I don’t consider myself the best diver; maybe slightly above average. And I certainly don’t consider myself better than most divers with >5000 logged dives. However, I would put myself up against most any divers with 4x the number of logged dives that I have. The difference is that I have exercised deliberate practice as part of my dive training and continue to use it as part of my general diving experience.

Deliberate practice

How does deliberate practice work? This article gives a basis rundown in four steps:

  • Motivation. The task will require effort and you must have the motivation to do it.
  • Incremental. The task should build incrementally on what you already know, so that you can understand how to do it easily.
  • Feedback. You should receive immediate feedback about your performance.
  • Repetition. Either the same task, or a similar task should be repeated.

Sounds a little like well-designed scuba training, doesn’t it? I don’t think this is a coincidence, and is the reason I made the statement quoted at the beginning of this article.

The good news is that advanced training is not strictly necessary to engage deliberate practice, it is simply a convenient vehicle for providing the necessary environment. The idea is that while diving you should challenge yourself in a way that directly utilizes the dive skills you wish to develop. The main catch is you will need the internal motivation to get better: there is no external motivator like completing certification to push you to improve.

The number one skill certified divers usually need to develop is buoyancy control. If buoyancy control increases linearly with the number of dives, it does so at an incredibly slow pace, in my opinion. A more effective approach, and probably the one you employed (even if unintentionally) if you consider yourself an exception to the previous statement, is to consciously measure your skill in some way and take definite steps to improve it.

For example, instead of counting down the seconds in your next safety stop, what would happen if you picked a visual marker then focused on maintaining an even level with this marker? Or keeping an eye on your computer and maintaining 15ft / 5m plus or minus some small deviation? When this gets too easy you can try doing it completely upside-down. I’d wager a guess that most above-average divers practice these types of skills already, even if they don’t think of it as any special sort of training. They are unintentionally engaging deliberate practice, and reaping the benefits.

Exercises like this one fulfill the requirements, assuming you have the necessary motivation to actually attempt it. It is incremental, in other words, you have all the necessary knowledge to perform the exercise. You receive immediate feedback since it’s obvious when you fail. And lastly there is repetition, since you have at least 3 minutes at the end of every dive to practice.

The sad truth

I can understand how my statements have been misinterpreted. The fact is that much dive training in the world, through all agencies, is sub-par. This was driven home during my instructor examination, where I expected all divers to have fairy polished diving skills and good buoyancy control. I was disappointed with the level of awkwardness a noticeable percentage of participants had in the water, and expected much better from soon-to-be instructors.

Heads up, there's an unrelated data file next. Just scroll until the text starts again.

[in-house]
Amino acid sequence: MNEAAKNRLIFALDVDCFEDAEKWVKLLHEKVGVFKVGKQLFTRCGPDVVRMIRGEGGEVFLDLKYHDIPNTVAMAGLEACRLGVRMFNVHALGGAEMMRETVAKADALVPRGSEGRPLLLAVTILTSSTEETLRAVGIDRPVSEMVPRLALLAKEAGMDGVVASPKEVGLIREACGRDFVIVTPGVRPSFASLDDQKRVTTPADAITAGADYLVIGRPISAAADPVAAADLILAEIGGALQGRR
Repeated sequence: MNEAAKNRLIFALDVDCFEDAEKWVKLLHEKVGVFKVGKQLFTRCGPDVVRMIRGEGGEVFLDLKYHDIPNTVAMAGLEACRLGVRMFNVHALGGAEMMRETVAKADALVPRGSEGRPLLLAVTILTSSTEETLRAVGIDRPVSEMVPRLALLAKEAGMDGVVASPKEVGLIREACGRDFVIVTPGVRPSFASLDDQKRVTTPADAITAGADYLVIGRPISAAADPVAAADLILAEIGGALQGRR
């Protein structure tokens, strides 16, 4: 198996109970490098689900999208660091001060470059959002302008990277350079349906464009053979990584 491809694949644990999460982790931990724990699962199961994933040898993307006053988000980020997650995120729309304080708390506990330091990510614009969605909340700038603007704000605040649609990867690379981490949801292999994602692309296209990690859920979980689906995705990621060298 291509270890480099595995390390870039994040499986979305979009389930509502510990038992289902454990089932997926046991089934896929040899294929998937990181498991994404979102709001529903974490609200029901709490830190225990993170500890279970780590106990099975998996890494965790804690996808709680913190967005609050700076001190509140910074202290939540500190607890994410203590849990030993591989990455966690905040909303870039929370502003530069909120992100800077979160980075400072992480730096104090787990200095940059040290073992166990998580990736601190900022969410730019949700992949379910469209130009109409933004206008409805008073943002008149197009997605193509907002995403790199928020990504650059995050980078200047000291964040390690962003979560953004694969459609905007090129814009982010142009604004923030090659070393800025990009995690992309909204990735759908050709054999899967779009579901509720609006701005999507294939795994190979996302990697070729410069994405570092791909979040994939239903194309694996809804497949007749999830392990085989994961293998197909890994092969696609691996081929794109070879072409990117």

A big part of this comes down to instruction, both in the immediate training received as well as the mentality of the instructor. I would be willing to bet that a student of Duane over at Precision Diving, even with only 25 dives under their belt, are looking better in the water than most divers with >100 dives. This is because they have a) received quality instruction, and b) had the idea imparted that certification is only the beginning of their training, and that they should continually improve (the former can be surmised from reading his blog, the latter I am inferring).

As an example, he requires all of his students to perform the requisite skills at neutral buoyancy, not sitting on the bottom as is usually done. This is clearly above the minimum instruction standard of “how not to die underwater”.

Out of proportion?

Am I making a a big deal out of nothing? Does it really matter that Jane Diver with 100 dives looks like a “average” diver with 400?

It does matter, for the simple reason that advanced skill increases comfort level in the water. This has a myriad of benefits, beginning with an overall improved dive experience, allowing a diver to reduce air consumption as well as spend more time observing nature rather than awkwardly adjusting equipment. There are also environmental advantages, since comfortable divers also spend less time crashing into reefs.

As a diver, try to think about how to utilize deliberate practice as part of your general diving experience. If you’d like to hear about some specific methods, feel free to contact me and I can write about it in future articles. If you are an instructor, think about how you can incorporate principles of deliberate practice into your courses, as well as how to encourage your students to continue self-learning even after certification. The oceans and your fellow divers will thank you.

Children and Diving

July 17th, 2012 by David

I recently wrote an “Ask an Expert” column for the July issue of Scuba Diving magazine, available at newstands now. You can also read it online here: Should Kids Under 12 Dive?